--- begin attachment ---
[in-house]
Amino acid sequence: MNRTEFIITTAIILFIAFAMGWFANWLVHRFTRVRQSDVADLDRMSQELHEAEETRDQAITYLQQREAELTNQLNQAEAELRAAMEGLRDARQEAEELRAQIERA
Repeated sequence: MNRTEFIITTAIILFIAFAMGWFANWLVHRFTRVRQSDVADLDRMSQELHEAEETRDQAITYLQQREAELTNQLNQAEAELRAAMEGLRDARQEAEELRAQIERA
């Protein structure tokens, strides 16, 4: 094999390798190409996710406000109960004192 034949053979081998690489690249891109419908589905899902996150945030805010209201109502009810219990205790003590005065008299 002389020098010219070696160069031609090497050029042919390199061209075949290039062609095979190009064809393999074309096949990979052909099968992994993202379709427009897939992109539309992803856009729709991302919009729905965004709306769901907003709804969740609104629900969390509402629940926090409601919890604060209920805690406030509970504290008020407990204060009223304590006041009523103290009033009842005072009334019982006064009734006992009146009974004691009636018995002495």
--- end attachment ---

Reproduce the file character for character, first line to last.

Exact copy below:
[in-house]
Amino acid sequence: MNRTEFIITTAIILFIAFAMGWFANWLVHRFTRVRQSDVADLDRMSQELHEAEETRDQAITYLQQREAELTNQLNQAEAELRAAMEGLRDARQEAEELRAQIERA
Repeated sequence: MNRTEFIITTAIILFIAFAMGWFANWLVHRFTRVRQSDVADLDRMSQELHEAEETRDQAITYLQQREAELTNQLNQAEAELRAAMEGLRDARQEAEELRAQIERA
């Protein structure tokens, strides 16, 4: 094999390798190409996710406000109960004192 034949053979081998690489690249891109419908589905899902996150945030805010209201109502009810219990205790003590005065008299 002389020098010219070696160069031609090497050029042919390199061209075949290039062609095979190009064809393999074309096949990979052909099968992994993202379709427009897939992109539309992803856009729709991302919009729905965004709306769901907003709804969740609104629900969390509402629940926090409601919890604060209920805690406030509970504290008020407990204060009223304590006041009523103290009033009842005072009334019982006064009734006992009146009974004691009636018995002495």